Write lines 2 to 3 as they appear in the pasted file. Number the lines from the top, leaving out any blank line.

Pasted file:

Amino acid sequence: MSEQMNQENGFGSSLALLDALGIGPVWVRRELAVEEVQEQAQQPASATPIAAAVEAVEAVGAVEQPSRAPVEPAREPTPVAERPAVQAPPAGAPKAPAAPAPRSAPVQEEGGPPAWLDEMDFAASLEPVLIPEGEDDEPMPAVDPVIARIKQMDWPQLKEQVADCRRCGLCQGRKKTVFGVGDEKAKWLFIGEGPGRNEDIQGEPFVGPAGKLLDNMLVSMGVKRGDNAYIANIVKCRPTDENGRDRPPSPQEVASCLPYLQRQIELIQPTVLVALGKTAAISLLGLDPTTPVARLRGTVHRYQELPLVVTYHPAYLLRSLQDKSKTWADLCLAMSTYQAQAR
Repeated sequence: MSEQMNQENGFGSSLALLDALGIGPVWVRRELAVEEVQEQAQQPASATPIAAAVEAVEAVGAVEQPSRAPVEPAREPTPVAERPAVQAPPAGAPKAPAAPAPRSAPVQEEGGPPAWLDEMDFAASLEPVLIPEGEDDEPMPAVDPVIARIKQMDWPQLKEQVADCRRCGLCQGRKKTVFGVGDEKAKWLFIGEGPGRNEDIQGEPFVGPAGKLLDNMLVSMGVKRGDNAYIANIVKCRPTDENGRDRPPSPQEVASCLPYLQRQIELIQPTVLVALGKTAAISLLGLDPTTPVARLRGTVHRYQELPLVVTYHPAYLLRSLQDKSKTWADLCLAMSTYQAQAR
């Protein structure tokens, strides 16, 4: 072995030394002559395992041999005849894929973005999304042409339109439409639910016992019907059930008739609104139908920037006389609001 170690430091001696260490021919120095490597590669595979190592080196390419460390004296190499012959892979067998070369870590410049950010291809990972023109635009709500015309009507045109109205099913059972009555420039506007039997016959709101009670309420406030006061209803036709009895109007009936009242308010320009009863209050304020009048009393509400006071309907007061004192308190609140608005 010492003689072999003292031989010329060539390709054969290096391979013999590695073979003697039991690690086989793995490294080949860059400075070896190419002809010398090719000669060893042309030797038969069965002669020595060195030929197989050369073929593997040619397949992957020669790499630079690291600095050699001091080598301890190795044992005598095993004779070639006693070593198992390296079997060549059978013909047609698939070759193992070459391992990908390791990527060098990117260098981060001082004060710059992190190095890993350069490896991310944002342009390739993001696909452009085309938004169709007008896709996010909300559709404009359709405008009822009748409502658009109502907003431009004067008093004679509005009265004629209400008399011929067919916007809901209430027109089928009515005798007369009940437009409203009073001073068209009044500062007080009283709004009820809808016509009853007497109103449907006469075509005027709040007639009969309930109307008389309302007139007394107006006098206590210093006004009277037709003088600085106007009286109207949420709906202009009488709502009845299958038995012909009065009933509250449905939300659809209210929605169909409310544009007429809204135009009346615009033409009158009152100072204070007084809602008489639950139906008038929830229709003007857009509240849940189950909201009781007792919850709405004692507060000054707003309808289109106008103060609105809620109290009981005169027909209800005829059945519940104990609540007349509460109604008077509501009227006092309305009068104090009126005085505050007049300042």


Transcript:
Repeated sequence: MSEQMNQENGFGSSLALLDALGIGPVWVRRELAVEEVQEQAQQPASATPIAAAVEAVEAVGAVEQPSRAPVEPAREPTPVAERPAVQAPPAGAPKAPAAPAPRSAPVQEEGGPPAWLDEMDFAASLEPVLIPEGEDDEPMPAVDPVIARIKQMDWPQLKEQVADCRRCGLCQGRKKTVFGVGDEKAKWLFIGEGPGRNEDIQGEPFVGPAGKLLDNMLVSMGVKRGDNAYIANIVKCRPTDENGRDRPPSPQEVASCLPYLQRQIELIQPTVLVALGKTAAISLLGLDPTTPVARLRGTVHRYQELPLVVTYHPAYLLRSLQDKSKTWADLCLAMSTYQAQAR
């Protein structure tokens, strides 16, 4: 072995030394002559395992041999005849894929973005999304042409339109439409639910016992019907059930008739609104139908920037006389609001 170690430091001696260490021919120095490597590669595979190592080196390419460390004296190499012959892979067998070369870590410049950010291809990972023109635009709500015309009507045109109205099913059972009555420039506007039997016959709101009670309420406030006061209803036709009895109007009936009242308010320009009863209050304020009048009393509400006071309907007061004192308190609140608005 010492003689072999003292031989010329060539390709054969290096391979013999590695073979003697039991690690086989793995490294080949860059400075070896190419002809010398090719000669060893042309030797038969069965002669020595060195030929197989050369073929593997040619397949992957020669790499630079690291600095050699001091080598301890190795044992005598095993004779070639006693070593198992390296079997060549059978013909047609698939070759193992070459391992990908390791990527060098990117260098981060001082004060710059992190190095890993350069490896991310944002342009390739993001696909452009085309938004169709007008896709996010909300559709404009359709405008009822009748409502658009109502907003431009004067008093004679509005009265004629209400008399011929067919916007809901209430027109089928009515005798007369009940437009409203009073001073068209009044500062007080009283709004009820809808016509009853007497109103449907006469075509005027709040007639009969309930109307008389309302007139007394107006006098206590210093006004009277037709003088600085106007009286109207949420709906202009009488709502009845299958038995012909009065009933509250449905939300659809209210929605169909409310544009007429809204135009009346615009033409009158009152100072204070007084809602008489639950139906008038929830229709003007857009509240849940189950909201009781007792919850709405004692507060000054707003309808289109106008103060609105809620109290009981005169027909209800005829059945519940104990609540007349509460109604008077509501009227006092309305009068104090009126005085505050007049300042």